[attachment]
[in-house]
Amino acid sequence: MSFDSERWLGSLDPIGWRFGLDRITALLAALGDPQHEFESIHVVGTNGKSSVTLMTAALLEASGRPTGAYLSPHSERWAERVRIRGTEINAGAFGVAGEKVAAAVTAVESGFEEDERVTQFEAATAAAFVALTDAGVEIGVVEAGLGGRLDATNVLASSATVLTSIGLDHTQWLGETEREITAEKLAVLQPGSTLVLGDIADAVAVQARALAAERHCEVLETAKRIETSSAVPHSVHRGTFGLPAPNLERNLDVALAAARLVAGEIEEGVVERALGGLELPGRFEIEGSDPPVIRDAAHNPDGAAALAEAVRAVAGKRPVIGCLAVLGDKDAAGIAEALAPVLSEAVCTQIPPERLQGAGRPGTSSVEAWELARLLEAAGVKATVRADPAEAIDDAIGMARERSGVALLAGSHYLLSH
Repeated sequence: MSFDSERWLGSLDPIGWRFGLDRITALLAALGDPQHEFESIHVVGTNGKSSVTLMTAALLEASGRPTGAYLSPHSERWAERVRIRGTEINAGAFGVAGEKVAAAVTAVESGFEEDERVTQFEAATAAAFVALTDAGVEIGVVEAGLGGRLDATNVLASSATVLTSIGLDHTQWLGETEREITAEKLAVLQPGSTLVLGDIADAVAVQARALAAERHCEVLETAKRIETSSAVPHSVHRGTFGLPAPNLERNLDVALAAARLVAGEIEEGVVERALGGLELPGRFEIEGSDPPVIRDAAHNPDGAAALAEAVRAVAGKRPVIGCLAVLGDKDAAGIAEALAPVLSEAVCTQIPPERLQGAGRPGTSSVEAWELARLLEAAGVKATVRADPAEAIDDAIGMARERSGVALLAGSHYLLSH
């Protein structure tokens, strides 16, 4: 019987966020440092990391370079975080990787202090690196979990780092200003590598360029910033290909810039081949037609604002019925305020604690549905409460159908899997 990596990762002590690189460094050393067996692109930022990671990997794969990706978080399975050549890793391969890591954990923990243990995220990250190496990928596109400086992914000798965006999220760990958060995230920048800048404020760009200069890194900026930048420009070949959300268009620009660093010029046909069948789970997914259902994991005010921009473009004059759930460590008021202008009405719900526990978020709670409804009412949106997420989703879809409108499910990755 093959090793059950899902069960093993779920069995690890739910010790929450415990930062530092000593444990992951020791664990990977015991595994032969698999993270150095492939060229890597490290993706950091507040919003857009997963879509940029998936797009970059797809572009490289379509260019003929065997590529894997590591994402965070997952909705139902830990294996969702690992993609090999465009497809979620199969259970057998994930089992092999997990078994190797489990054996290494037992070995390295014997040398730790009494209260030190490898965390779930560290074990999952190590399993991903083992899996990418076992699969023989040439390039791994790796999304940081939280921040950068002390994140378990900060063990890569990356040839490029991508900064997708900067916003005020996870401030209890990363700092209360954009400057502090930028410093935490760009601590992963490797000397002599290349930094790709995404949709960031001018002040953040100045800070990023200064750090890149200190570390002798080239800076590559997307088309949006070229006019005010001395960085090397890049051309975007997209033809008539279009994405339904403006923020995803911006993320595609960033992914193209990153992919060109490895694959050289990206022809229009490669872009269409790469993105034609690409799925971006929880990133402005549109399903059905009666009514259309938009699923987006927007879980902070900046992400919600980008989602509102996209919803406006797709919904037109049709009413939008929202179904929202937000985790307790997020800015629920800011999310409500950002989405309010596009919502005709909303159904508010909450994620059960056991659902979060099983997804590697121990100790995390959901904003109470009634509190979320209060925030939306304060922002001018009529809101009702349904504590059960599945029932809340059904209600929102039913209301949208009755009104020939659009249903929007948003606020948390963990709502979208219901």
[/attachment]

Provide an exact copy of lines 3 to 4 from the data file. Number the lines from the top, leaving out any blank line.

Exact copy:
Repeated sequence: MSFDSERWLGSLDPIGWRFGLDRITALLAALGDPQHEFESIHVVGTNGKSSVTLMTAALLEASGRPTGAYLSPHSERWAERVRIRGTEINAGAFGVAGEKVAAAVTAVESGFEEDERVTQFEAATAAAFVALTDAGVEIGVVEAGLGGRLDATNVLASSATVLTSIGLDHTQWLGETEREITAEKLAVLQPGSTLVLGDIADAVAVQARALAAERHCEVLETAKRIETSSAVPHSVHRGTFGLPAPNLERNLDVALAAARLVAGEIEEGVVERALGGLELPGRFEIEGSDPPVIRDAAHNPDGAAALAEAVRAVAGKRPVIGCLAVLGDKDAAGIAEALAPVLSEAVCTQIPPERLQGAGRPGTSSVEAWELARLLEAAGVKATVRADPAEAIDDAIGMARERSGVALLAGSHYLLSH
């Protein structure tokens, strides 16, 4: 019987966020440092990391370079975080990787202090690196979990780092200003590598360029910033290909810039081949037609604002019925305020604690549905409460159908899997 990596990762002590690189460094050393067996692109930022990671990997794969990706978080399975050549890793391969890591954990923990243990995220990250190496990928596109400086992914000798965006999220760990958060995230920048800048404020760009200069890194900026930048420009070949959300268009620009660093010029046909069948789970997914259902994991005010921009473009004059759930460590008021202008009405719900526990978020709670409804009412949106997420989703879809409108499910990755 093959090793059950899902069960093993779920069995690890739910010790929450415990930062530092000593444990992951020791664990990977015991595994032969698999993270150095492939060229890597490290993706950091507040919003857009997963879509940029998936797009970059797809572009490289379509260019003929065997590529894997590591994402965070997952909705139902830990294996969702690992993609090999465009497809979620199969259970057998994930089992092999997990078994190797489990054996290494037992070995390295014997040398730790009494209260030190490898965390779930560290074990999952190590399993991903083992899996990418076992699969023989040439390039791994790796999304940081939280921040950068002390994140378990900060063990890569990356040839490029991508900064997708900067916003005020996870401030209890990363700092209360954009400057502090930028410093935490760009601590992963490797000397002599290349930094790709995404949709960031001018002040953040100045800070990023200064750090890149200190570390002798080239800076590559997307088309949006070229006019005010001395960085090397890049051309975007997209033809008539279009994405339904403006923020995803911006993320595609960033992914193209990153992919060109490895694959050289990206022809229009490669872009269409790469993105034609690409799925971006929880990133402005549109399903059905009666009514259309938009699923987006927007879980902070900046992400919600980008989602509102996209919803406006797709919904037109049709009413939008929202179904929202937000985790307790997020800015629920800011999310409500950002989405309010596009919502005709909303159904508010909450994620059960056991659902979060099983997804590697121990100790995390959901904003109470009634509190979320209060925030939306304060922002001018009529809101009702349904504590059960599945029932809340059904209600929102039913209301949208009755009104020939659009249903929007948003606020948390963990709502979208219901």